The SBA’s office of advocacy organized round tables across the country to hear from local small businesses from various industries, including transportation, real estate, manufacturing and more. The round tables aim to “discover burdensome regulations that might be hindering the business environment,” SBA Regional Administrator Dan Nordberg said.

The SBA advocacy office will take the information to Congress to try to amend statutory regulations or try to address the regulations within the preview of agencies.

“It’s important to get input from small businesses,” Secretary Williams said. “This program provided an excellent opportunity to receive that input and showcased our office’s commitment to helping folks realize their American dream.”

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Colorado SOS participates in Homeland Security election exercise

Two Colorado Secretary of state staffers, Trevor Timmons, left, and Rich Schliep, right, flank two Dominion Voting Systems staffers, Donetta Davidson and Kay Stimson, after a Department of Homeland Security tabletop exercise Monday. (SOS photo)

The Colorado Secretary of State’s office and other agencies participated Monday in a virtual exercise aimed at election preparedness.

The U.S. Department of Homeland Security sponsored the tabletop exercise with some 20 states as the general election looms and concerns continue about election security issues.

“They posed scenarios and asked, ‘How would you approach this?’” said Trevor Timmons, chief information officer for the Colorado Secretary of State.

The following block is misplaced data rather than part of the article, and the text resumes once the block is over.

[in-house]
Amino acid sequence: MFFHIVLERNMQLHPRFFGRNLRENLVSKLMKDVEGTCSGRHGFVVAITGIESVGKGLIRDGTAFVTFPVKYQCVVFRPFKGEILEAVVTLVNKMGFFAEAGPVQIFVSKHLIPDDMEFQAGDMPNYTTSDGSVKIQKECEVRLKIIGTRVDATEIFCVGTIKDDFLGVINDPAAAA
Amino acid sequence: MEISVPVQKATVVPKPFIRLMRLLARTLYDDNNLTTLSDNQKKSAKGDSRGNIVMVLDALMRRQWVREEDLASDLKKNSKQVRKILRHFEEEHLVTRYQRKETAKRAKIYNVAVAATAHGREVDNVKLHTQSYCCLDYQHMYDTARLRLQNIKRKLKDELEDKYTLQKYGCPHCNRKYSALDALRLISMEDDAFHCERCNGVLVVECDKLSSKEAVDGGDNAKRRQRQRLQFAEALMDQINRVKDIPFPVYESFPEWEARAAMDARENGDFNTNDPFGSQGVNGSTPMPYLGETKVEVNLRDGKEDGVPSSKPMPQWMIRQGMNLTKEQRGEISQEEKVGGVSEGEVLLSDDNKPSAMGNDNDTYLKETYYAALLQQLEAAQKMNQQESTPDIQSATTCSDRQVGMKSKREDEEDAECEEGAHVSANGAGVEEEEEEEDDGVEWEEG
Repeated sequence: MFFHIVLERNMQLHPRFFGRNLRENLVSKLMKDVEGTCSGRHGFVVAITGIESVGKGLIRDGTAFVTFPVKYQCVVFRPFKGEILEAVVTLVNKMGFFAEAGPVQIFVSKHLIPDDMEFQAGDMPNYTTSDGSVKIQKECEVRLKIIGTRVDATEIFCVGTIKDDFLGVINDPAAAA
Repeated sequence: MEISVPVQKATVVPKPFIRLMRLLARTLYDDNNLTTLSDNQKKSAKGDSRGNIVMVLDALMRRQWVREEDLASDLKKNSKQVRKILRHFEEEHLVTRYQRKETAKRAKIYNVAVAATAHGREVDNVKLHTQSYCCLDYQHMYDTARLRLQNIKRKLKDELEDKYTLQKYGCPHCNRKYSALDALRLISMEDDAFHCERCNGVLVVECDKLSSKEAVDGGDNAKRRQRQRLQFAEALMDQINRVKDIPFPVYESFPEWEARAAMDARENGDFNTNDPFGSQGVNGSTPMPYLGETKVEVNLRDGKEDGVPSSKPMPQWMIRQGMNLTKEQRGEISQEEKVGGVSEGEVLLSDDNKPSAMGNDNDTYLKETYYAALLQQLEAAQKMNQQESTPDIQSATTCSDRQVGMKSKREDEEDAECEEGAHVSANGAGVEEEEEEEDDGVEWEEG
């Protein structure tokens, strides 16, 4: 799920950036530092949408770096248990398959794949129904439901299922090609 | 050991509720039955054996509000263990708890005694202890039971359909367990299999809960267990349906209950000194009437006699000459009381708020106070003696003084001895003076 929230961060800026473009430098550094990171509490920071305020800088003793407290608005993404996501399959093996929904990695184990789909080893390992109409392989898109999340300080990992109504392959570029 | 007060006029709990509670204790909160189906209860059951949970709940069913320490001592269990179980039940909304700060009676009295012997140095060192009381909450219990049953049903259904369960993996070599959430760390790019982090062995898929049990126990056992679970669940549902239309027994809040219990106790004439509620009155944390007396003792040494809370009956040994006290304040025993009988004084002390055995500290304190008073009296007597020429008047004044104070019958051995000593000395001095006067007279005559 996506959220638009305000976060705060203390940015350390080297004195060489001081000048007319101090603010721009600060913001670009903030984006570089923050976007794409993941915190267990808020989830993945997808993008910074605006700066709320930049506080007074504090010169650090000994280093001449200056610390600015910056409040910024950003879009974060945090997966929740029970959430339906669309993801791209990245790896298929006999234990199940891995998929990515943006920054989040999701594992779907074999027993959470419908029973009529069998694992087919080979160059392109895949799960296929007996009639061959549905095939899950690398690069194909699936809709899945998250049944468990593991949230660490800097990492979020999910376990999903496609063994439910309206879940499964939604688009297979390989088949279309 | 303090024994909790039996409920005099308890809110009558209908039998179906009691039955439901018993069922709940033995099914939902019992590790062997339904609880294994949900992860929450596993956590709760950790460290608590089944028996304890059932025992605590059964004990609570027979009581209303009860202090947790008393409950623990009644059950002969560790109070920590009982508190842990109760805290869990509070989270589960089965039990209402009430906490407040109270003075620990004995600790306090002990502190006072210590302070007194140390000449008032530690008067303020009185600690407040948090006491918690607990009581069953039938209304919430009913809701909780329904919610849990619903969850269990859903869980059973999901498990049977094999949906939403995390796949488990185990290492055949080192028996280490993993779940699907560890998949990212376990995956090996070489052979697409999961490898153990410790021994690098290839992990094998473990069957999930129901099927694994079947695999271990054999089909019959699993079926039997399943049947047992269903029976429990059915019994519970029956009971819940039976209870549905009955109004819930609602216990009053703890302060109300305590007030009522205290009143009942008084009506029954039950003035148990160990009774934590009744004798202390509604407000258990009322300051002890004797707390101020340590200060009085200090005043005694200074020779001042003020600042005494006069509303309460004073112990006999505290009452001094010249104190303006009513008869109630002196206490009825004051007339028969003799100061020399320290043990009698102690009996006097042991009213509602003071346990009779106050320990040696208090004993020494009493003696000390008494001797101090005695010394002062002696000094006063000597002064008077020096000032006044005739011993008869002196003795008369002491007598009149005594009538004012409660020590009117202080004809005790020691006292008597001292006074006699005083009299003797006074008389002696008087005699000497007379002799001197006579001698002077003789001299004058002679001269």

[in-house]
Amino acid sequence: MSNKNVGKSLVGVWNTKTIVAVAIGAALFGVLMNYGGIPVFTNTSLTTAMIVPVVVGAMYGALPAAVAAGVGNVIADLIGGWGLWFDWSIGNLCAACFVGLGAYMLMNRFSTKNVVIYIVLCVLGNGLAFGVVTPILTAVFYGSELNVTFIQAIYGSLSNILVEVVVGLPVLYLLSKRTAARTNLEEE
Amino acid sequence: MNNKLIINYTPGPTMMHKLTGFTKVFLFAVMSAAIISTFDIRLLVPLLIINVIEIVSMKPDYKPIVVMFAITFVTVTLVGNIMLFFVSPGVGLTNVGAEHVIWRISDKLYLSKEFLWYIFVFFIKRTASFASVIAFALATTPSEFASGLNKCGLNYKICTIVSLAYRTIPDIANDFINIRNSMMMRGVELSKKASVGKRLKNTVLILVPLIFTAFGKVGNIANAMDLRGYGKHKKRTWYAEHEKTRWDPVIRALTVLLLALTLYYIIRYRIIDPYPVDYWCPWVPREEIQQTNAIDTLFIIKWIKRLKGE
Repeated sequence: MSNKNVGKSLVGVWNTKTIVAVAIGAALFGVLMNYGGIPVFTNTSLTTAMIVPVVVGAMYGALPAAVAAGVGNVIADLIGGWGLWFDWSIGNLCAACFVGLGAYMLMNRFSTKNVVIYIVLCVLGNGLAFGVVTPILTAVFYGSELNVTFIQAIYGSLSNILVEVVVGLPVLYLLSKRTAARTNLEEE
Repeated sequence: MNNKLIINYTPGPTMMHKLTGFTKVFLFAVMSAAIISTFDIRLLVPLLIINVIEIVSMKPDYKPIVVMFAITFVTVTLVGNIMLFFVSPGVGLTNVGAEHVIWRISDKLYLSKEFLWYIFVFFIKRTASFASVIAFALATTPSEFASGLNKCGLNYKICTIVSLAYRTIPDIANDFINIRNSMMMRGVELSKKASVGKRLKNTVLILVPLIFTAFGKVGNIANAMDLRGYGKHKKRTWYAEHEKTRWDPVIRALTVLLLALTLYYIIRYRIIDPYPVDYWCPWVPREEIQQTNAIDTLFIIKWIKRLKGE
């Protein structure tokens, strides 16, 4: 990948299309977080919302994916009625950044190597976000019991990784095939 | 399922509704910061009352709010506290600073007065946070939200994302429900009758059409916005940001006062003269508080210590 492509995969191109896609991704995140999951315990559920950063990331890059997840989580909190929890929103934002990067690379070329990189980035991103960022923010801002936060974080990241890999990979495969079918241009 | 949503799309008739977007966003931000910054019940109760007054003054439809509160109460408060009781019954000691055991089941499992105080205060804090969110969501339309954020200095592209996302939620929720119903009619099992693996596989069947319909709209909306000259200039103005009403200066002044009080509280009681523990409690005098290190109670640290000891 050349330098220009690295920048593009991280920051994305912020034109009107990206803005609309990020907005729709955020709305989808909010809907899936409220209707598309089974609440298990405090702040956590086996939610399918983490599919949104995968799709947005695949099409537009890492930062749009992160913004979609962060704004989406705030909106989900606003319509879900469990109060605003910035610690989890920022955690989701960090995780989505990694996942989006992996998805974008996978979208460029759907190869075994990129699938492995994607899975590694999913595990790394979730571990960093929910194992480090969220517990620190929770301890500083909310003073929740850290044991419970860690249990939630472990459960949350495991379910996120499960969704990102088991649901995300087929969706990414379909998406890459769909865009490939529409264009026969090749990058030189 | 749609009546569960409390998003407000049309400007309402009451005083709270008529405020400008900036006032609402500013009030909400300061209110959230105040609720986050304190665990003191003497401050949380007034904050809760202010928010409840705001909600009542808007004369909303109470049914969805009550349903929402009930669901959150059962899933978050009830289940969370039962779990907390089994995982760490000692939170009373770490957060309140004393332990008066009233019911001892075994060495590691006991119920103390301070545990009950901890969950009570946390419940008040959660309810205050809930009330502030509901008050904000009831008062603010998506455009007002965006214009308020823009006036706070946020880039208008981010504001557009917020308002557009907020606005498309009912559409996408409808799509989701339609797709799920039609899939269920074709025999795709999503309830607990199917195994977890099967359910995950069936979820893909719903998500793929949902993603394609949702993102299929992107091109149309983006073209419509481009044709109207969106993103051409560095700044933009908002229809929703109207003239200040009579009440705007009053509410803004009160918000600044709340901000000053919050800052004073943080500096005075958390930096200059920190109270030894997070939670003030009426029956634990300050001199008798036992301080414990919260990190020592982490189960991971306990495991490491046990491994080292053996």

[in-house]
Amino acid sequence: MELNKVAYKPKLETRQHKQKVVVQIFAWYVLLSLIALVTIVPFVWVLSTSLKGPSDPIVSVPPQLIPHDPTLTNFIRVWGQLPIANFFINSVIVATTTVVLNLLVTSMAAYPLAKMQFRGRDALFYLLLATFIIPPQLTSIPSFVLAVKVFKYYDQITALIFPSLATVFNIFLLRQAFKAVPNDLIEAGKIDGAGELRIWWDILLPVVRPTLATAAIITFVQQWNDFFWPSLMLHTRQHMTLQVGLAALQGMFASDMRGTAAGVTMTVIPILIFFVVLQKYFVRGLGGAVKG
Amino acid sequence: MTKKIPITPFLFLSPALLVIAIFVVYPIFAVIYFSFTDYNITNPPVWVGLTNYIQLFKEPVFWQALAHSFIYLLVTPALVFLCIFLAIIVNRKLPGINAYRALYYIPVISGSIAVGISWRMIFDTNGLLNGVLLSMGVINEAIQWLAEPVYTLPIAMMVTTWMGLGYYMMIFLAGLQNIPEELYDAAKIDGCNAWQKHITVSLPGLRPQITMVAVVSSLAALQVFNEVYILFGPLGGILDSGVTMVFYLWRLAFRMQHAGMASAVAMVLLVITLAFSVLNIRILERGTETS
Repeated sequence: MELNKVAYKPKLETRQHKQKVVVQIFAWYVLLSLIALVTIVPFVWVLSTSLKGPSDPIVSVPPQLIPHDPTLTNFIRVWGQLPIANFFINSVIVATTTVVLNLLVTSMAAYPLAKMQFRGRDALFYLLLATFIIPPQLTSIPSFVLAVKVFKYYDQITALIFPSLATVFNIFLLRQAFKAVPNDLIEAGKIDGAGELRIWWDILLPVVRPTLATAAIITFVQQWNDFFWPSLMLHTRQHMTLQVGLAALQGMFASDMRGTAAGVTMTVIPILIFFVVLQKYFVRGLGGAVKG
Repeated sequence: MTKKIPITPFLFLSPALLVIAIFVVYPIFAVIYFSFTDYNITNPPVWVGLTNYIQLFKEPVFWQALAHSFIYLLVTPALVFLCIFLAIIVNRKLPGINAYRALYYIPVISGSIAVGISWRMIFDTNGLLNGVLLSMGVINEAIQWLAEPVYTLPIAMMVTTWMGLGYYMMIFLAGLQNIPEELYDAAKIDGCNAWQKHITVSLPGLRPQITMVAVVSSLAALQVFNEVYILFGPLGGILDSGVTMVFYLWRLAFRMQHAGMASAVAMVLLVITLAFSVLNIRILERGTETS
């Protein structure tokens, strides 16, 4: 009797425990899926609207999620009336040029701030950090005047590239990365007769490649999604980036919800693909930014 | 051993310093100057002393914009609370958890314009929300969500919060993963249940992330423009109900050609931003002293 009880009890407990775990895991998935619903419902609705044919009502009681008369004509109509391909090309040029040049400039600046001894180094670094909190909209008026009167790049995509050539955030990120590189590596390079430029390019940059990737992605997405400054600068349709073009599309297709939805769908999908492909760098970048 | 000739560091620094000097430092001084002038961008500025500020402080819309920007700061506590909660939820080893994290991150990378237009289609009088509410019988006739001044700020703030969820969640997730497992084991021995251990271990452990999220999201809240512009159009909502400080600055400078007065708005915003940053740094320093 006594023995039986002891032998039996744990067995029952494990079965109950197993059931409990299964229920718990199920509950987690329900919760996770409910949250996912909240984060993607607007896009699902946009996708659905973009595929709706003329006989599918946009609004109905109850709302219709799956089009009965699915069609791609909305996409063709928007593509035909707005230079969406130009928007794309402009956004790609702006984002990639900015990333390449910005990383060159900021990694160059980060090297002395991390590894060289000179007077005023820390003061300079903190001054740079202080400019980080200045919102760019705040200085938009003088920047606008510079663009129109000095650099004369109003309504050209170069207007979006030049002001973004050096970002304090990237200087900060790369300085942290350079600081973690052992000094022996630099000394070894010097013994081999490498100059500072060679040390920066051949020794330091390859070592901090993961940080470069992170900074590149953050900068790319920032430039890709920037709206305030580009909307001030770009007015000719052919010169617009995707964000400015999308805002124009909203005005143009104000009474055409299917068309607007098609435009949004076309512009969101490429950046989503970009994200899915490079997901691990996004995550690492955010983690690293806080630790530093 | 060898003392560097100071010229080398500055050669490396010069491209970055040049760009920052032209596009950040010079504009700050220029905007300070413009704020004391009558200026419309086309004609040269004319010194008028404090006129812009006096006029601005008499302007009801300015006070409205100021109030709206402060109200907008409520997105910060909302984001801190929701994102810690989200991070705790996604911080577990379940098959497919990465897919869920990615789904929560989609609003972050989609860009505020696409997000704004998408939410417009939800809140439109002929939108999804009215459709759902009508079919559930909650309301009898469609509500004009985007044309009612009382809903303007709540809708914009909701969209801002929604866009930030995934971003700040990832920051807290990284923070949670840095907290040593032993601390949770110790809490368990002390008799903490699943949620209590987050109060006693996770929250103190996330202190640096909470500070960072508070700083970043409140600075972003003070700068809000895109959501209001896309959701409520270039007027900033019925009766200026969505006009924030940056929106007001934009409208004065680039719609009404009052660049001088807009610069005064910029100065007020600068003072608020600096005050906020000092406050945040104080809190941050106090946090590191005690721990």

Timmons and other SOS officials, along with members of the Colorado National Guard, the Governor’s Office of Information and Technology and DHS officials based in Colorado participated in the table top from the Secretary of State’s conference room.

Additionally,  Colorado Secretary of State Wayne Williams, recognized as a leader in election security, appeared today on a national public radio program to talk about election security.

“You have to have processes in place that people can have confidence in. That’s why Colorado has some of the highest voter participation rates in the country,” he told The Takeway.

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Wednesday is Colorado Day

Colorado Secretary of State Wayne Williams during his trip to visit the county clerk and recorders this summer in Jackson and Grand counties. (SOS photo)

On Aug 1, 1876, President Ulysses S. Grant signed a proclamation of statehood for Colorado, making our colorful state the 38th member of the Union. Now, 142 years later, many across Colorado are celebrating with free admissions to parks on Aug 6, cooking up a classic Colorado meal or by attending any number of the cultural events in Denver this week.

Chris Cash, the charities program manager for the Colorado Secretary of State’s office. (SOS photo)

Gov. John Hickenlooper and Lt. Gov. Donna Lynne will celebrate Colorado Day at the History Colorado Center at 10 a.m. Wednesday. (Here’s a list of events at History Colorado for the day.)

Colorado Secretary of State Wayne Williams has lived in Colorado for 26 years and enjoys life with his wife Holly and family in Colorado Springs. He said the beautiful weather, friendly people, and “can-do” attitude drew him to Colorado as a recent University of Virginia law school graduate.

Colorado native Chris Cash, the charities program manager for the SOS, grew up in Boulder and enjoys spending time in the great outdoors.

“Like everybody else, I love the mountains,” Cash said. “As a youngster, I especially valued skiing. Now that I have no knees and I-70 is impassable it’s practically irrelevant, so I find other ways to enjoy the outdoors.”

Among other Secretary of State staffers, enthusiasm also runs high for the Centennial State.  Just last month, Tim Griesmer and Ben Schler hiked to the summit of San Luis Peak as part of the #UChooseCO campaign.